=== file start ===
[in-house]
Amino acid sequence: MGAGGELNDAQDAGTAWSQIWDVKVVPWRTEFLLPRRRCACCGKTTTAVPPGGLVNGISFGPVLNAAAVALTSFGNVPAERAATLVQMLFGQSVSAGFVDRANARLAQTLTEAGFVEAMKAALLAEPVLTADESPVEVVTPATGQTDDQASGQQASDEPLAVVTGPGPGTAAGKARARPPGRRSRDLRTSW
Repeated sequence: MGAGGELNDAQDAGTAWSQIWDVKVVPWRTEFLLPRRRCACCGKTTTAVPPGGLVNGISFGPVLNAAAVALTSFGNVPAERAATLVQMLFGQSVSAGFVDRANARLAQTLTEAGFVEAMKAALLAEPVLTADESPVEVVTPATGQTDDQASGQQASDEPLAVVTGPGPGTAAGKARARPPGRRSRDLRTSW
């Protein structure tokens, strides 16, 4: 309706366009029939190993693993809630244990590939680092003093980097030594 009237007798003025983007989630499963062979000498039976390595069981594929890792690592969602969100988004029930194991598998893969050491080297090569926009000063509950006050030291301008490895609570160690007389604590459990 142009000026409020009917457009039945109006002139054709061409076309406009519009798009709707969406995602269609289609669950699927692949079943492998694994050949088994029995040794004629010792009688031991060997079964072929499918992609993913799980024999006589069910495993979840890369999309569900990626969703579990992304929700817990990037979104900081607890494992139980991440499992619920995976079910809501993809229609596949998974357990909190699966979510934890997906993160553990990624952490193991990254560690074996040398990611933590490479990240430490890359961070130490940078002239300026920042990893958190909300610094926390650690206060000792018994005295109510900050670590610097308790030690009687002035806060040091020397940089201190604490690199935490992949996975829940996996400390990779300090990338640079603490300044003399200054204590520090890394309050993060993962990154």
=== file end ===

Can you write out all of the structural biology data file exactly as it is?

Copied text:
[in-house]
Amino acid sequence: MGAGGELNDAQDAGTAWSQIWDVKVVPWRTEFLLPRRRCACCGKTTTAVPPGGLVNGISFGPVLNAAAVALTSFGNVPAERAATLVQMLFGQSVSAGFVDRANARLAQTLTEAGFVEAMKAALLAEPVLTADESPVEVVTPATGQTDDQASGQQASDEPLAVVTGPGPGTAAGKARARPPGRRSRDLRTSW
Repeated sequence: MGAGGELNDAQDAGTAWSQIWDVKVVPWRTEFLLPRRRCACCGKTTTAVPPGGLVNGISFGPVLNAAAVALTSFGNVPAERAATLVQMLFGQSVSAGFVDRANARLAQTLTEAGFVEAMKAALLAEPVLTADESPVEVVTPATGQTDDQASGQQASDEPLAVVTGPGPGTAAGKARARPPGRRSRDLRTSW
């Protein structure tokens, strides 16, 4: 309706366009029939190993693993809630244990590939680092003093980097030594 009237007798003025983007989630499963062979000498039976390595069981594929890792690592969602969100988004029930194991598998893969050491080297090569926009000063509950006050030291301008490895609570160690007389604590459990 142009000026409020009917457009039945109006002139054709061409076309406009519009798009709707969406995602269609289609669950699927692949079943492998694994050949088994029995040794004629010792009688031991060997079964072929499918992609993913799980024999006589069910495993979840890369999309569900990626969703579990992304929700817990990037979104900081607890494992139980991440499992619920995976079910809501993809229609596949998974357990909190699966979510934890997906993160553990990624952490193991990254560690074996040398990611933590490479990240430490890359961070130490940078002239300026920042990893958190909300610094926390650690206060000792018994005295109510900050670590610097308790030690009687002035806060040091020397940089201190604490690199935490992949996975829940996996400390990779300090990338640079603490300044003399200054204590520090890394309050993060993962990154």